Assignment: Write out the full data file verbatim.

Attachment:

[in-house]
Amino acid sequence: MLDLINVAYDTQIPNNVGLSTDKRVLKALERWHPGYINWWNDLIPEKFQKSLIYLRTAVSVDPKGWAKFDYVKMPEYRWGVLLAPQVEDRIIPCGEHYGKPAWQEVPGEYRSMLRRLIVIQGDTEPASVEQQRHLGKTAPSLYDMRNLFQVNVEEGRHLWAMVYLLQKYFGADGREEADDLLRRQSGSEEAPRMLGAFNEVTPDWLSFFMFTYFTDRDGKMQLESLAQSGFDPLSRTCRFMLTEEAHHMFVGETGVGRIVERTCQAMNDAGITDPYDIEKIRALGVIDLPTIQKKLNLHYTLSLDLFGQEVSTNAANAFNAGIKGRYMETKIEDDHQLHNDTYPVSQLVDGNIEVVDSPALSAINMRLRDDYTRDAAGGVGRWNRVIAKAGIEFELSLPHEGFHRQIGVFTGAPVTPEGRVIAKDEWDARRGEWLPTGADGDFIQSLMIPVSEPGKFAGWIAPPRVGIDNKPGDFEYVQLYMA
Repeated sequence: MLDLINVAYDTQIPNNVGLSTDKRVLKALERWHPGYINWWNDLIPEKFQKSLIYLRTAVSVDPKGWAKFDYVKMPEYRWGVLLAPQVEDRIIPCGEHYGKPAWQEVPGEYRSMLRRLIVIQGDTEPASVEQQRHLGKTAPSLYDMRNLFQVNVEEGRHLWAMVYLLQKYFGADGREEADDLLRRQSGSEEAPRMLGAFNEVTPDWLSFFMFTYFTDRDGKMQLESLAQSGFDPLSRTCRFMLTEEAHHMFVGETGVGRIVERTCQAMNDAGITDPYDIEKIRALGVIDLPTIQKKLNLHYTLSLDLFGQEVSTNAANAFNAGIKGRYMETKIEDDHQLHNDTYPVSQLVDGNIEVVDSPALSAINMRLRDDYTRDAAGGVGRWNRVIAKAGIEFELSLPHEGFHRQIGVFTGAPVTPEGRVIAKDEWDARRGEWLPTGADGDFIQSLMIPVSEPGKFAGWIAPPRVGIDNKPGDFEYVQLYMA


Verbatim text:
[in-house]
Amino acid sequence: MLDLINVAYDTQIPNNVGLSTDKRVLKALERWHPGYINWWNDLIPEKFQKSLIYLRTAVSVDPKGWAKFDYVKMPEYRWGVLLAPQVEDRIIPCGEHYGKPAWQEVPGEYRSMLRRLIVIQGDTEPASVEQQRHLGKTAPSLYDMRNLFQVNVEEGRHLWAMVYLLQKYFGADGREEADDLLRRQSGSEEAPRMLGAFNEVTPDWLSFFMFTYFTDRDGKMQLESLAQSGFDPLSRTCRFMLTEEAHHMFVGETGVGRIVERTCQAMNDAGITDPYDIEKIRALGVIDLPTIQKKLNLHYTLSLDLFGQEVSTNAANAFNAGIKGRYMETKIEDDHQLHNDTYPVSQLVDGNIEVVDSPALSAINMRLRDDYTRDAAGGVGRWNRVIAKAGIEFELSLPHEGFHRQIGVFTGAPVTPEGRVIAKDEWDARRGEWLPTGADGDFIQSLMIPVSEPGKFAGWIAPPRVGIDNKPGDFEYVQLYMA
Repeated sequence: MLDLINVAYDTQIPNNVGLSTDKRVLKALERWHPGYINWWNDLIPEKFQKSLIYLRTAVSVDPKGWAKFDYVKMPEYRWGVLLAPQVEDRIIPCGEHYGKPAWQEVPGEYRSMLRRLIVIQGDTEPASVEQQRHLGKTAPSLYDMRNLFQVNVEEGRHLWAMVYLLQKYFGADGREEADDLLRRQSGSEEAPRMLGAFNEVTPDWLSFFMFTYFTDRDGKMQLESLAQSGFDPLSRTCRFMLTEEAHHMFVGETGVGRIVERTCQAMNDAGITDPYDIEKIRALGVIDLPTIQKKLNLHYTLSLDLFGQEVSTNAANAFNAGIKGRYMETKIEDDHQLHNDTYPVSQLVDGNIEVVDSPALSAINMRLRDDYTRDAAGGVGRWNRVIAKAGIEFELSLPHEGFHRQIGVFTGAPVTPEGRVIAKDEWDARRGEWLPTGADGDFIQSLMIPVSEPGKFAGWIAPPRVGIDNKPGDFEYVQLYMA